Cruisin' The Loop Aboard Kibon
Home Page            Log Index         Pearce's Paintings       

Thursday, October 30, 2003
We headed up the Pagan River again toward Smithfield Station Marina.  The hurricane has taken out every dock, undermined some of the banks, and tossed trees everywhere.  One smaller motorboat was still hung up in its lift, but it was very askew.  A sailboat was far up on the bank, way above the high tide line.  It would be interesting to see how it gets back to the water because the land rises very sharply behind it, and the water in front of it is too shallow for a barge.  The restaurant at the marina is at least 15 feet above the normal water level.  During the hurricane, the water came across the outside deck and began to seep under the doors of the dining room.  The parking lot was submerged under 6 feet of water.  

The owner of the marina, Ron Pack, said we could dock for the next two days, but he had a large fleet of boats coming in the the weekend.  He wouldn't know until tomorrow or Saturday if we could stay.  We tied up and went in to have a lunch of crab cakes and scallops.  Joyce and Rex Williams picked us up so we could do our laundry and get fresh provisions.  We returned to the boat to have dinner on board.

Friday, October 31, 2003
We rode our bicycles up the hill to Smithfield and spent the day visiting the museum and the shops.  Smithfield was named after Arthur Smith, the first settler to own land in 1637 along the Pagan River.  His great-grandson had the land surveyed in 1750 and laid out the town.  Houses built in the 1750s are still maintained as private homes.  The Smithfield Inn, built in 1752 and opened as a tavern in  1759, is still providing shelter and good food to its guests.  (It was the Christ Episcopal Church rectory during the last half of the 19th century.)  There are almost 50 buildings from 1752 through 1913 that still grace the old streets.  Captain Mallory Todd established the first ham curing and shipping business in 1779.  Dry-cured hams made from peanut-fed hogs have become renowned over the past three centuries. The Smithfield hams are famous for their long-lasting quality... there is one, for instance, in the local museum which was cured in 1902 and said to still be tasty. But it has not been actually tasted in a few years. We made sure we had a fresh Smithfield ham sandwich at the Gourmet Bakery and bought some slices for another day.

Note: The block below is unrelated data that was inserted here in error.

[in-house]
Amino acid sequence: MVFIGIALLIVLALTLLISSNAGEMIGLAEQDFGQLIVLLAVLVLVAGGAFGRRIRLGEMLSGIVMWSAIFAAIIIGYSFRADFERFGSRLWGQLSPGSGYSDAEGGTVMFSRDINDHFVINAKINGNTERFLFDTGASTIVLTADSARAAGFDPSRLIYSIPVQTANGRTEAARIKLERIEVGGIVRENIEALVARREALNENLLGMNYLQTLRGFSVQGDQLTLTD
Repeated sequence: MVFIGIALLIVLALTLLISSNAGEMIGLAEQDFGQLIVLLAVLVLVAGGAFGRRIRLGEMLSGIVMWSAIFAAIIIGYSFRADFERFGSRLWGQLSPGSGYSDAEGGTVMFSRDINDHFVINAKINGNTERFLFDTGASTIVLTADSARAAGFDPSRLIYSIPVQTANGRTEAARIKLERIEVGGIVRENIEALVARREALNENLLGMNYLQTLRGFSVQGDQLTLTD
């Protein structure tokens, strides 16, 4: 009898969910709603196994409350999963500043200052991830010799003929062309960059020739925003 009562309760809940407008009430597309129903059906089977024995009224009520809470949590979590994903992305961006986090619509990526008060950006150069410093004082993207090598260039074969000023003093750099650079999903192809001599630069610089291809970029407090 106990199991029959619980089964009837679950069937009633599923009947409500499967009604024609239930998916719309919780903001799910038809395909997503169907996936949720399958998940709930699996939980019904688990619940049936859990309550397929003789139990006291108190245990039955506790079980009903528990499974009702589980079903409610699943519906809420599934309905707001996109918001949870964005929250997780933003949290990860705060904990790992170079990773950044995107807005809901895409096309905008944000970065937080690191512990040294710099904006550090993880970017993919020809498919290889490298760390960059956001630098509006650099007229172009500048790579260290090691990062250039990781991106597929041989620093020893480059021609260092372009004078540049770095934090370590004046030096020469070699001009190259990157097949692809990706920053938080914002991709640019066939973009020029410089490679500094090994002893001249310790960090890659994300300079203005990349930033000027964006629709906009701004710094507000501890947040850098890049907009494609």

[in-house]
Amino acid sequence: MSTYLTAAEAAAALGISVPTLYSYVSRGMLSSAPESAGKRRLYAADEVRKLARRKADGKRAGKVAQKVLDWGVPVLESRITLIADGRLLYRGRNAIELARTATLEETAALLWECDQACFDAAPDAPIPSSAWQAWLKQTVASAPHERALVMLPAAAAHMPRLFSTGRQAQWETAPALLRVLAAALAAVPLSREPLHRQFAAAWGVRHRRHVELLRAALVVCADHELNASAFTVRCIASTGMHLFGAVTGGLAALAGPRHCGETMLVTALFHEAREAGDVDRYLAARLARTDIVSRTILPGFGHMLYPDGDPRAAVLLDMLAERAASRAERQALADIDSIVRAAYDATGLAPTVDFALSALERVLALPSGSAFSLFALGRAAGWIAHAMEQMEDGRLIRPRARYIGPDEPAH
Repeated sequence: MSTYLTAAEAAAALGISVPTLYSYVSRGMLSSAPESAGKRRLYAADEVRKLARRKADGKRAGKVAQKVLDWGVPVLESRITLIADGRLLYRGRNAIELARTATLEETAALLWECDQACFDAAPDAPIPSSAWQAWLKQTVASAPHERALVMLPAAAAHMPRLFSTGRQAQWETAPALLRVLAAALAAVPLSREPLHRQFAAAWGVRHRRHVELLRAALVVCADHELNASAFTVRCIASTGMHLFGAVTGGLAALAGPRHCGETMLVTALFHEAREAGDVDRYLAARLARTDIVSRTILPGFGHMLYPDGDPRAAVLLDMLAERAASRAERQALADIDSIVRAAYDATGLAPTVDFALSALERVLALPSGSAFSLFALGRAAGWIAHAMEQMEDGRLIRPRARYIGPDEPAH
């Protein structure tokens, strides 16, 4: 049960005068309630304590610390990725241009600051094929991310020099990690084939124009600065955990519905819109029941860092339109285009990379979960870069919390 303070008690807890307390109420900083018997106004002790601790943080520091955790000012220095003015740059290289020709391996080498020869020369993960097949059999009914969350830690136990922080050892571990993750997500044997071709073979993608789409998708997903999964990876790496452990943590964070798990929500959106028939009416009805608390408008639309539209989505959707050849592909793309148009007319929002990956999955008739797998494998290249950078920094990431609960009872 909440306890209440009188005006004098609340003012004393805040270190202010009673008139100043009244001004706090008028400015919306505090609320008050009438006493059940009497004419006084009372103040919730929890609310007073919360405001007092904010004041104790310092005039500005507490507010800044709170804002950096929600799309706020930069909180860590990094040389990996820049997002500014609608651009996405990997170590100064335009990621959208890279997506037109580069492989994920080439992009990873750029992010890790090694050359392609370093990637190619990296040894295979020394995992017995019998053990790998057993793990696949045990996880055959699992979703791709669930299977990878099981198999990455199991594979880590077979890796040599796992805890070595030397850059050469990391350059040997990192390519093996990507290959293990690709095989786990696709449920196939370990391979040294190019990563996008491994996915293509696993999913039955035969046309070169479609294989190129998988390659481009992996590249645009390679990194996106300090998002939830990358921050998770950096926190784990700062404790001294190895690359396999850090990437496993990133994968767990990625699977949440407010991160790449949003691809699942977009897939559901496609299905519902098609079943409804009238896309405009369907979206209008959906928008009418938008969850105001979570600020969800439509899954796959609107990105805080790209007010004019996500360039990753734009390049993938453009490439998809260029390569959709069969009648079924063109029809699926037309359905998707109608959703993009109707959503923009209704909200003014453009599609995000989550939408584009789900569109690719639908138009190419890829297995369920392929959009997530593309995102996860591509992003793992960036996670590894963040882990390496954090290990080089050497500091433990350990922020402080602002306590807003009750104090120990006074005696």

We returned to town in the evening to watch the Halloween Parade.  The costumed children go from store to store to receive their treats.  Most of the towns in this area limit the times and the age of the children for Trick or Treating, but Smithfield gathers them all in one place.

Saturday, November 1, 2003
Joyce and Rex Williams joined us for a trip up the James River to see the Ghost Fleet.  There are more than 100 ships that are stored there, many of them rusting and deteriorating.  There is an aircraft carrier, landing ships, supply ships.  We even saw the old Empire State, the SUNY Maritime training ship.  There is a patrol boat hanging around the several groups to make sure that no one gets too close.  We continued up river a few more miles where we anchored to enjoy a picnic lunch.